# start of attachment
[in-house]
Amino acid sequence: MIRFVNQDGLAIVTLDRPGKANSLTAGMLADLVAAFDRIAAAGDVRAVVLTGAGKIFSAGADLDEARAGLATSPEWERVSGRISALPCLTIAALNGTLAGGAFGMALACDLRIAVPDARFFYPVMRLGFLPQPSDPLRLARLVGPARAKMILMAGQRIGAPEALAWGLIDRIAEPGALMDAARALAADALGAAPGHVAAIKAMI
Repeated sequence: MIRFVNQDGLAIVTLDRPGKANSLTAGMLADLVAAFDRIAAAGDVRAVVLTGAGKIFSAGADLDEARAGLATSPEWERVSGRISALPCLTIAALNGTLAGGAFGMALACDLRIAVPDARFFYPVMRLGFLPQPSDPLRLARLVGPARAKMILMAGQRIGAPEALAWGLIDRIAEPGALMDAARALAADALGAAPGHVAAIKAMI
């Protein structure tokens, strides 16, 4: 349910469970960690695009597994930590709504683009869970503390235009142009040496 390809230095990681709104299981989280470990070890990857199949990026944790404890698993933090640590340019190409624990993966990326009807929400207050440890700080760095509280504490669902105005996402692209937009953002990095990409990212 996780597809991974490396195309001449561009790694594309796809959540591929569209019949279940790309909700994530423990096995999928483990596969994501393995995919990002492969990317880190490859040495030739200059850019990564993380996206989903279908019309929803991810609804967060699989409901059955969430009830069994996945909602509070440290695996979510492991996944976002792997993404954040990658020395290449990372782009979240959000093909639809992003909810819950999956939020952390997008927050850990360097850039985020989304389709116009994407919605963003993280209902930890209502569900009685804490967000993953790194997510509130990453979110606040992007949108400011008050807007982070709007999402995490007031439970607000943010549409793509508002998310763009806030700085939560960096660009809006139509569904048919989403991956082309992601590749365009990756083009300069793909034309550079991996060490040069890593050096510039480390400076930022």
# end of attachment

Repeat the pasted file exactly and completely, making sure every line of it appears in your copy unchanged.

[in-house]
Amino acid sequence: MIRFVNQDGLAIVTLDRPGKANSLTAGMLADLVAAFDRIAAAGDVRAVVLTGAGKIFSAGADLDEARAGLATSPEWERVSGRISALPCLTIAALNGTLAGGAFGMALACDLRIAVPDARFFYPVMRLGFLPQPSDPLRLARLVGPARAKMILMAGQRIGAPEALAWGLIDRIAEPGALMDAARALAADALGAAPGHVAAIKAMI
Repeated sequence: MIRFVNQDGLAIVTLDRPGKANSLTAGMLADLVAAFDRIAAAGDVRAVVLTGAGKIFSAGADLDEARAGLATSPEWERVSGRISALPCLTIAALNGTLAGGAFGMALACDLRIAVPDARFFYPVMRLGFLPQPSDPLRLARLVGPARAKMILMAGQRIGAPEALAWGLIDRIAEPGALMDAARALAADALGAAPGHVAAIKAMI
């Protein structure tokens, strides 16, 4: 349910469970960690695009597994930590709504683009869970503390235009142009040496 390809230095990681709104299981989280470990070890990857199949990026944790404890698993933090640590340019190409624990993966990326009807929400207050440890700080760095509280504490669902105005996402692209937009953002990095990409990212 996780597809991974490396195309001449561009790694594309796809959540591929569209019949279940790309909700994530423990096995999928483990596969994501393995995919990002492969990317880190490859040495030739200059850019990564993380996206989903279908019309929803991810609804967060699989409901059955969430009830069994996945909602509070440290695996979510492991996944976002792997993404954040990658020395290449990372782009979240959000093909639809992003909810819950999956939020952390997008927050850990360097850039985020989304389709116009994407919605963003993280209902930890209502569900009685804490967000993953790194997510509130990453979110606040992007949108400011008050807007982070709007999402995490007031439970607000943010549409793509508002998310763009806030700085939560960096660009809006139509569904048919989403991956082309992601590749365009990756083009300069793909034309550079991996060490040069890593050096510039480390400076930022």